Many new Ontario condominiums have their first year reserve contribution set at 10% of the operating budget, as this is the minimum contribution allowed by the Condominium Act. This has always been problematic, because most buildings require at least twice this amount to adequately fund their reserve. When the first year reserve fund study is completed, the maintenance fees must climb dramatically to cover this increased reserve contribution (not to mention a possible hefty increase to the operating budget).
Unfortunately this can be expected to get worse before it gets better!! New condominiums are being designed using green standards (such as LEED™ or the City of Toronto requirements). Generally speaking, these buildings have utility costs individually metered to the suites rather than being included in a building-wide utility bill. This drives the corporation's operating budget down significantly. Now, when the builders set the first year reserve contribution at 10% of the operating budget, they are working with a much smaller budget; so 10% of less is less. Unfortunately, individual metering does not reduce reserve requirements (these buildings will still require renewal of their walls, roofs, windows, central plant etc). This means that these buildings will have an even larger increase between their first and second year maintenance fees than we have traditionally seen.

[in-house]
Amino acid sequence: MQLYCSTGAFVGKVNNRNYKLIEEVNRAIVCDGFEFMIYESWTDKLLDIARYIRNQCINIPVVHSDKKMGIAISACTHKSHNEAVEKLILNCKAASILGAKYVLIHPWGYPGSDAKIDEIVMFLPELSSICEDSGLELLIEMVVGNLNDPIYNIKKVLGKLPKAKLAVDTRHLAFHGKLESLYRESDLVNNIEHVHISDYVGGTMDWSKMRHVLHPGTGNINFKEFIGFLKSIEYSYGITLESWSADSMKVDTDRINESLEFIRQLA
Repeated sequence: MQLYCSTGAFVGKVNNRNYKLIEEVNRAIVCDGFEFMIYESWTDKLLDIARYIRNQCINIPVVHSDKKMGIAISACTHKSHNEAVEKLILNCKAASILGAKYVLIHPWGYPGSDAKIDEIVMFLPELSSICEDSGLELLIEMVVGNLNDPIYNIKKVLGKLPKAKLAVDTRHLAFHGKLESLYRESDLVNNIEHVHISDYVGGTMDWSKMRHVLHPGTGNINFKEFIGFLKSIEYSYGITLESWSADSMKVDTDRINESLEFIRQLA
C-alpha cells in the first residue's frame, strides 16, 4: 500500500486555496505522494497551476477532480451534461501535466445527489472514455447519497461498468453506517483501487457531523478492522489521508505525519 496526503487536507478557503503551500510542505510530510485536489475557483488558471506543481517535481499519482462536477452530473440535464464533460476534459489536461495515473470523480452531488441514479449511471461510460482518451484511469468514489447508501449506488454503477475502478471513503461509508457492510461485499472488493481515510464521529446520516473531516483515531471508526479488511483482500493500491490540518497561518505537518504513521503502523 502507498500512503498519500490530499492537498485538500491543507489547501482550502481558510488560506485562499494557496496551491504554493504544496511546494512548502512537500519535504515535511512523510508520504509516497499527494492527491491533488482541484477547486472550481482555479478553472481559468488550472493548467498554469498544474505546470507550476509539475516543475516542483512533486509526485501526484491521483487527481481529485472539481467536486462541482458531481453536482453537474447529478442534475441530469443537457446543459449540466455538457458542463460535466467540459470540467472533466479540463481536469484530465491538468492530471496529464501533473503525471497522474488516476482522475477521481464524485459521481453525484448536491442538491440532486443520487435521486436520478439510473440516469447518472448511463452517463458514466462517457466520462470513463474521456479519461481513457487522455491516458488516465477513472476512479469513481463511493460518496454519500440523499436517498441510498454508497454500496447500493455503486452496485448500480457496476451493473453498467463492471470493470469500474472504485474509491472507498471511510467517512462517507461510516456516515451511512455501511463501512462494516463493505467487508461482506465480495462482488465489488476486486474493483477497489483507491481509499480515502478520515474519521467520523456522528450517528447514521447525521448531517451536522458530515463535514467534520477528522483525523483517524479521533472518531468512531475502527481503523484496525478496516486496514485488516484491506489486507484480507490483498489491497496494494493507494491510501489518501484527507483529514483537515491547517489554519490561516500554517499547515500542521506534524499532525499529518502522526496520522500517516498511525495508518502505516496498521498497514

The sad part is that a reserve fund study can easily be completed from a set of drawings, so there is no excuse for a builder to not know what the required reserve contribution should be. Unfortunately, a builder who diligently took this path would appear to have priced themselves out of the market when buyers compare the first year maintenance fees across the market. This cannot be expected to happen builder by builder; it requires an industry-wide change to the Condominium Act.
Hopefully CCI-Toronto's initiative to get this change and others made to the
Condominium Act will be successful and this situation will become a thing of the past.